Total personal insolvency activity continues to increase despite big drop in PIA’s.
Last month the Australian Financial Security Authority (AFSA) released the personal insolvency activity statistics for the March 2014 quarter.
Consistent with the December 2013 quarter it looks like personal insolvency activity on the whole is continuing to increase when compared to last quarter with Debt Agreements again leading the way.
According to the commentary released by Australian Financial Security Authority (AFSA): “The number of debt agreements in the March quarter 2014 is the highest number on record in a quarter”. This is the second quarter in a row where the number of debt agreements has hit a record number for a quarter.
An analysis of these statistics for the March 2014 quarter compared to the December 2013 quarter shows:
- Total personal insolvency activity increased by 2.16%
- Bankruptcy increased 1.82%
- Debt agreements increased by 3.44%
- Personal insolvency agreements decreased by 25%
The above bankruptcy figure bucks the trend of the past two quarters whereby bankruptcies were previously on the decline.
The number of personal insolvency agreements were the lowest for a quarter since March 2007, yet the debt agreements were the highest on records for a quarter. It is our view that this is due to the continual increase in the Part IX threshold amounts. It is interesting to see that only 9.8% of debt agreements were business related whereby 40.4% of personal insolvency agreements were business related.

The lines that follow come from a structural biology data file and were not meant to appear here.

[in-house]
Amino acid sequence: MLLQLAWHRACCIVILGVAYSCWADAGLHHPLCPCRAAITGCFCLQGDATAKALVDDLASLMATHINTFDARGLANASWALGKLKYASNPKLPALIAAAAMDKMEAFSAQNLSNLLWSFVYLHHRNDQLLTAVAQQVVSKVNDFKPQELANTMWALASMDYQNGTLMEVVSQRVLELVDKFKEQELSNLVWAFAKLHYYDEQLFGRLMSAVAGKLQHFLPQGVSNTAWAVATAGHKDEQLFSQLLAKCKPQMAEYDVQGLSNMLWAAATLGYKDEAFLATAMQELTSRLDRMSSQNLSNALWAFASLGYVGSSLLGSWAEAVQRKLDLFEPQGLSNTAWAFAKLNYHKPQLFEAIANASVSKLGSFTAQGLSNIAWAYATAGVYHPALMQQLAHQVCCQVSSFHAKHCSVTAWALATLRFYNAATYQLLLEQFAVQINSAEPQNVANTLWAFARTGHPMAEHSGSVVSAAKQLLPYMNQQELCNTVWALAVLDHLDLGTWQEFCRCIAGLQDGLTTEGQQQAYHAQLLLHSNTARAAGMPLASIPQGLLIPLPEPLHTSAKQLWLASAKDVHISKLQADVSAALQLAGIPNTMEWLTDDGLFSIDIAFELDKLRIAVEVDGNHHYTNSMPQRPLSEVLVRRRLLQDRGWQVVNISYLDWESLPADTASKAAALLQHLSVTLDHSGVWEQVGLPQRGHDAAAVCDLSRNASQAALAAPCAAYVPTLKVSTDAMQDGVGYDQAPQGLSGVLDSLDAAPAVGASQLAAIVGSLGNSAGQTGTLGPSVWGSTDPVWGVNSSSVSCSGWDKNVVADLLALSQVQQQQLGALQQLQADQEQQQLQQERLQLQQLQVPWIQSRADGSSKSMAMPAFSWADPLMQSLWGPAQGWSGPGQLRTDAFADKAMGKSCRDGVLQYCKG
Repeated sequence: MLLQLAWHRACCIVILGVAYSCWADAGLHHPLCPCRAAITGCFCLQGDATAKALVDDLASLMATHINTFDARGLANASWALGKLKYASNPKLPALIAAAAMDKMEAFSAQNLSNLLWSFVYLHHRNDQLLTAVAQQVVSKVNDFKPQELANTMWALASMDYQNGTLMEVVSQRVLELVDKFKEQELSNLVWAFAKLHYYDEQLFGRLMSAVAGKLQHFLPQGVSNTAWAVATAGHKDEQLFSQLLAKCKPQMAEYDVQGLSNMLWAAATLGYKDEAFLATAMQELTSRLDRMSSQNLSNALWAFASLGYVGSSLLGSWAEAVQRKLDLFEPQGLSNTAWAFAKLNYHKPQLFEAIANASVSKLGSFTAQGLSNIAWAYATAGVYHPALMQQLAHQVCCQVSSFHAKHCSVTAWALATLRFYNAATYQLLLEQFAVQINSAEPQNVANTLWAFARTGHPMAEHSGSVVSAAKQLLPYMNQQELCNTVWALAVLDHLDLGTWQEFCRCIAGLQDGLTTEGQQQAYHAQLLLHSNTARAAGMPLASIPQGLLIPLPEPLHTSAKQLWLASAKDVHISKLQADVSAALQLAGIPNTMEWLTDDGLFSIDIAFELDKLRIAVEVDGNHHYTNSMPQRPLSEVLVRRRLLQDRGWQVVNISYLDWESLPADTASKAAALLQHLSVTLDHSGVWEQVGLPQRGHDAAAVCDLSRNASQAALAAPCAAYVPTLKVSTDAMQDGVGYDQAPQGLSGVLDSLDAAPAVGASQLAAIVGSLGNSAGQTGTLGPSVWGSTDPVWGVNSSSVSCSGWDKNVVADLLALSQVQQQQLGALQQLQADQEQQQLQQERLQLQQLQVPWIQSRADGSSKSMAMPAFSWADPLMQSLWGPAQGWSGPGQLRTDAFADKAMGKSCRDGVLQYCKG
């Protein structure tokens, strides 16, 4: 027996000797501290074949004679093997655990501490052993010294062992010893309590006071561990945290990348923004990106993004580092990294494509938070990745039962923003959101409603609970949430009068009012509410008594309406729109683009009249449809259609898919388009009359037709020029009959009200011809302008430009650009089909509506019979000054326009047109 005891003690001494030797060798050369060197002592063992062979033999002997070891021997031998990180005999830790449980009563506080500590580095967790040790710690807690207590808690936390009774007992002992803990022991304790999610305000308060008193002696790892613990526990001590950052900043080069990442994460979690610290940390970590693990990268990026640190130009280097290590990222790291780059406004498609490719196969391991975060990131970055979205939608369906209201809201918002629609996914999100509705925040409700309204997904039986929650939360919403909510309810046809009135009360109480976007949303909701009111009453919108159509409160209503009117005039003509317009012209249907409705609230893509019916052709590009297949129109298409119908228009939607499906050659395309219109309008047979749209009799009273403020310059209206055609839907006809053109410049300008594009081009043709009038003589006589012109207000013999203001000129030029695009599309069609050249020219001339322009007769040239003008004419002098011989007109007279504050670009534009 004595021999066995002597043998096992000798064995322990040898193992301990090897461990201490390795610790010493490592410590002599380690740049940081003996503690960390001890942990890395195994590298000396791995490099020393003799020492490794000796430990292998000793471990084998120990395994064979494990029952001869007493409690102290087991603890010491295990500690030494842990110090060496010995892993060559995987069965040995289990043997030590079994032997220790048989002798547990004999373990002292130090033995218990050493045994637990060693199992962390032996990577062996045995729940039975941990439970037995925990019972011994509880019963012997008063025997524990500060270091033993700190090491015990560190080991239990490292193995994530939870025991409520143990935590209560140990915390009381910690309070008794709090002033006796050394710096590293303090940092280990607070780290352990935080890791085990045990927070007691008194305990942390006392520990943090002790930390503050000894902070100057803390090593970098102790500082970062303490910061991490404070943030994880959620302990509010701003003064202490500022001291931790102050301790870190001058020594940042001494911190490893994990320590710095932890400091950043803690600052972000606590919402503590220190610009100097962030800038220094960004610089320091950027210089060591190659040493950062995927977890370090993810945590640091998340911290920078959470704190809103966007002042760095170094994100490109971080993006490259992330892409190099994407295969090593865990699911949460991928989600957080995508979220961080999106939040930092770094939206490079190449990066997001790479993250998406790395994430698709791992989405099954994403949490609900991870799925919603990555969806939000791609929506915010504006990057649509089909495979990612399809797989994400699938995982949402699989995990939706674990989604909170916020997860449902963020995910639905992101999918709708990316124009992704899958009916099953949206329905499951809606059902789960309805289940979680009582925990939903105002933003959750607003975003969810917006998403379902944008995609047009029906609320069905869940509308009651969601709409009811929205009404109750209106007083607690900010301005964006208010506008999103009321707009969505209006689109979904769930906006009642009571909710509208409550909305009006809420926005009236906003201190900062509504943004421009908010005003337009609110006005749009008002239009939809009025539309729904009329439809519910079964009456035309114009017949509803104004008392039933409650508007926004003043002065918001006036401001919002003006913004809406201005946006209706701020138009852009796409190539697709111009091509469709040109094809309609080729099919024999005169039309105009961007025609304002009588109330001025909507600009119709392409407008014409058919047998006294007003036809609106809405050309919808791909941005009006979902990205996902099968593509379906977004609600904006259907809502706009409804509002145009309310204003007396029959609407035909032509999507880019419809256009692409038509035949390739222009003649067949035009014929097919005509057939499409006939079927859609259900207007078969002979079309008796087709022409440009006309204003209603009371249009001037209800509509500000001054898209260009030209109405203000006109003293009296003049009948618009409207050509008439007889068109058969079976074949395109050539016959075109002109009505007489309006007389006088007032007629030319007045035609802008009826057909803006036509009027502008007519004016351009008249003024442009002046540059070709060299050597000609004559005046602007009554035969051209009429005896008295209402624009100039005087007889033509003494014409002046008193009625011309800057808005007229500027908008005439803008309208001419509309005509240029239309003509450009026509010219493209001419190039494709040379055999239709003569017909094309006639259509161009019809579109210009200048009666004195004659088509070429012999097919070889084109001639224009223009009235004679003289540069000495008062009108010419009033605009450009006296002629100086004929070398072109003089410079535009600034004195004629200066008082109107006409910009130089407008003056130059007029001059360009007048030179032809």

An analysis of the statistics for the March 2014 quarter compared to the March 2013 quarter shows:
- Total personal insolvency activity increased 6.11%
- The states of QLD, VIC, NSW and WA had an increase in total personal insolvency activity
- Bankruptcies increased by 3.31%
- Personal insolvency agreements decreased by 29.69%
- Debt agreements increased by 12.71%
The above figures reveal that whilst the personal insolvency agreements decreased by a significant amount, the increase in bankruptcies and debt agreements still resulted in a total increase in personal insolvency activity.
Looking forward, we are of the view that bankruptcies and debt agreements will continue to increase at a similar rate (to the current rate) when compared to the December 2013 period. We are a little unsure as to how we see the numbers of personal insolvent agreements playing out over the next quarter. We think that they will continue to decrease, but at a slower rate.
For the detailed breakdown of these statistics and accompanying commentary, please visit AFSA’s website at https://www.afsa.gov.au/resources/statistics/provisional-bankruptcy-and-personal-insolvency-statistics/quarterly-statistics/quarterly-statistics-march-quarter-2014